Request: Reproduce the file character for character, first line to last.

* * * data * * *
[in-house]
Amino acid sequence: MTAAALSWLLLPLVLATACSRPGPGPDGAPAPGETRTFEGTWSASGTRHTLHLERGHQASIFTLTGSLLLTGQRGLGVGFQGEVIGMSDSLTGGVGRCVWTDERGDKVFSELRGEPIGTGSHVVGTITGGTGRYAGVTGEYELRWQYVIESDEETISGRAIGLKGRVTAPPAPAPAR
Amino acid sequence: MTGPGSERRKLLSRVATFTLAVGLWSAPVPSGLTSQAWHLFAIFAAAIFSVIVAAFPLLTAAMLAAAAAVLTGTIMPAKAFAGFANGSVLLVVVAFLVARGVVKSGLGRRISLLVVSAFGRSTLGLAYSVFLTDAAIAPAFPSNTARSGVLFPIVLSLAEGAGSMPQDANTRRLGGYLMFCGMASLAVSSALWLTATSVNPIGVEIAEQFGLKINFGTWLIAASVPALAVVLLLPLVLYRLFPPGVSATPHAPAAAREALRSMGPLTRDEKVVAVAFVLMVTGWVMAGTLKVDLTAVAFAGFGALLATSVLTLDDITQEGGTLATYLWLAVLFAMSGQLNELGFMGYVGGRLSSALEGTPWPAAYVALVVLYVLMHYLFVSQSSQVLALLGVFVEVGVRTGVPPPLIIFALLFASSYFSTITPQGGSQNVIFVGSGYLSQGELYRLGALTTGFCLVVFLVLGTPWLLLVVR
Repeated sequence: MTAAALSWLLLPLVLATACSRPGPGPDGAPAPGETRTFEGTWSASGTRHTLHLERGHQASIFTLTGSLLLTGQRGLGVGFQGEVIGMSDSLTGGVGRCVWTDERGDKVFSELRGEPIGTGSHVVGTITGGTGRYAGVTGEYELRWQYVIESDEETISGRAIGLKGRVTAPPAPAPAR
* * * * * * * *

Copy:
[in-house]
Amino acid sequence: MTAAALSWLLLPLVLATACSRPGPGPDGAPAPGETRTFEGTWSASGTRHTLHLERGHQASIFTLTGSLLLTGQRGLGVGFQGEVIGMSDSLTGGVGRCVWTDERGDKVFSELRGEPIGTGSHVVGTITGGTGRYAGVTGEYELRWQYVIESDEETISGRAIGLKGRVTAPPAPAPAR
Amino acid sequence: MTGPGSERRKLLSRVATFTLAVGLWSAPVPSGLTSQAWHLFAIFAAAIFSVIVAAFPLLTAAMLAAAAAVLTGTIMPAKAFAGFANGSVLLVVVAFLVARGVVKSGLGRRISLLVVSAFGRSTLGLAYSVFLTDAAIAPAFPSNTARSGVLFPIVLSLAEGAGSMPQDANTRRLGGYLMFCGMASLAVSSALWLTATSVNPIGVEIAEQFGLKINFGTWLIAASVPALAVVLLLPLVLYRLFPPGVSATPHAPAAAREALRSMGPLTRDEKVVAVAFVLMVTGWVMAGTLKVDLTAVAFAGFGALLATSVLTLDDITQEGGTLATYLWLAVLFAMSGQLNELGFMGYVGGRLSSALEGTPWPAAYVALVVLYVLMHYLFVSQSSQVLALLGVFVEVGVRTGVPPPLIIFALLFASSYFSTITPQGGSQNVIFVGSGYLSQGELYRLGALTTGFCLVVFLVLGTPWLLLVVR
Repeated sequence: MTAAALSWLLLPLVLATACSRPGPGPDGAPAPGETRTFEGTWSASGTRHTLHLERGHQASIFTLTGSLLLTGQRGLGVGFQGEVIGMSDSLTGGVGRCVWTDERGDKVFSELRGEPIGTGSHVVGTITGGTGRYAGVTGEYELRWQYVIESDEETISGRAIGLKGRVTAPPAPAPAR